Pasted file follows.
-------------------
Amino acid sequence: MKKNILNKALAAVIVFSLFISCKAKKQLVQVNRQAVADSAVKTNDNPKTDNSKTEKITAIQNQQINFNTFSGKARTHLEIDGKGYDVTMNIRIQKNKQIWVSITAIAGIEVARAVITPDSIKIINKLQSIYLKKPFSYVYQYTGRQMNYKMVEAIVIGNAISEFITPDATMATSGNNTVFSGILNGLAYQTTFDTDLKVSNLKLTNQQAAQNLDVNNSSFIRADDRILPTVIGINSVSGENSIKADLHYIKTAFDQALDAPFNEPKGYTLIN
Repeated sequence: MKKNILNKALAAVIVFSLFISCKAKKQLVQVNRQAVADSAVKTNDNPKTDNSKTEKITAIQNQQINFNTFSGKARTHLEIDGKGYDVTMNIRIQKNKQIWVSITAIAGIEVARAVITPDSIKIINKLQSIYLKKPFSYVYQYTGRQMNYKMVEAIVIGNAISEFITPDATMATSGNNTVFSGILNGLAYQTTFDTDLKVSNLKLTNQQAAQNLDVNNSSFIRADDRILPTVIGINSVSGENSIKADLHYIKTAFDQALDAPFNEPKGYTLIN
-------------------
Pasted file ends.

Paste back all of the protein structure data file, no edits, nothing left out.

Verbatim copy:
Amino acid sequence: MKKNILNKALAAVIVFSLFISCKAKKQLVQVNRQAVADSAVKTNDNPKTDNSKTEKITAIQNQQINFNTFSGKARTHLEIDGKGYDVTMNIRIQKNKQIWVSITAIAGIEVARAVITPDSIKIINKLQSIYLKKPFSYVYQYTGRQMNYKMVEAIVIGNAISEFITPDATMATSGNNTVFSGILNGLAYQTTFDTDLKVSNLKLTNQQAAQNLDVNNSSFIRADDRILPTVIGINSVSGENSIKADLHYIKTAFDQALDAPFNEPKGYTLIN
Repeated sequence: MKKNILNKALAAVIVFSLFISCKAKKQLVQVNRQAVADSAVKTNDNPKTDNSKTEKITAIQNQQINFNTFSGKARTHLEIDGKGYDVTMNIRIQKNKQIWVSITAIAGIEVARAVITPDSIKIINKLQSIYLKKPFSYVYQYTGRQMNYKMVEAIVIGNAISEFITPDATMATSGNNTVFSGILNGLAYQTTFDTDLKVSNLKLTNQQAAQNLDVNNSSFIRADDRILPTVIGINSVSGENSIKADLHYIKTAFDQALDAPFNEPKGYTLIN